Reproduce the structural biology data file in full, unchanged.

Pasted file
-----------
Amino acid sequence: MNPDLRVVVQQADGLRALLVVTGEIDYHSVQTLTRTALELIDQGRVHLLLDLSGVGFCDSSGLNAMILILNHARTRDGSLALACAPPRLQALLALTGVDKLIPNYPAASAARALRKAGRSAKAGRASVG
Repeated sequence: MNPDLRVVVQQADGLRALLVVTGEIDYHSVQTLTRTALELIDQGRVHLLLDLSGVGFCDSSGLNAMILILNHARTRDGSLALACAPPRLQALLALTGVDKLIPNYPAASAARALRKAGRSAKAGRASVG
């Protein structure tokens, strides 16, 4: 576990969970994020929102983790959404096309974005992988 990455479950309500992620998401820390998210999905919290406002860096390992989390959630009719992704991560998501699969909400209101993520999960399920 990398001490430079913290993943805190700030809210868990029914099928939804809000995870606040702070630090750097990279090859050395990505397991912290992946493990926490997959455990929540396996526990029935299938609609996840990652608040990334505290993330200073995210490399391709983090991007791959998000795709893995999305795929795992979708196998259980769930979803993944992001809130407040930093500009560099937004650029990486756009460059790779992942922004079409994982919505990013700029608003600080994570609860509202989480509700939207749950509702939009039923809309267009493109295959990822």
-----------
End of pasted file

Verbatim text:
Amino acid sequence: MNPDLRVVVQQADGLRALLVVTGEIDYHSVQTLTRTALELIDQGRVHLLLDLSGVGFCDSSGLNAMILILNHARTRDGSLALACAPPRLQALLALTGVDKLIPNYPAASAARALRKAGRSAKAGRASVG
Repeated sequence: MNPDLRVVVQQADGLRALLVVTGEIDYHSVQTLTRTALELIDQGRVHLLLDLSGVGFCDSSGLNAMILILNHARTRDGSLALACAPPRLQALLALTGVDKLIPNYPAASAARALRKAGRSAKAGRASVG
């Protein structure tokens, strides 16, 4: 576990969970994020929102983790959404096309974005992988 990455479950309500992620998401820390998210999905919290406002860096390992989390959630009719992704991560998501699969909400209101993520999960399920 990398001490430079913290993943805190700030809210868990029914099928939804809000995870606040702070630090750097990279090859050395990505397991912290992946493990926490997959455990929540396996526990029935299938609609996840990652608040990334505290993330200073995210490399391709983090991007791959998000795709893995999305795929795992979708196998259980769930979803993944992001809130407040930093500009560099937004650029990486756009460059790779992942922004079409994982919505990013700029608003600080994570609860509202989480509700939207749950509702939009039923809309267009493109295959990822």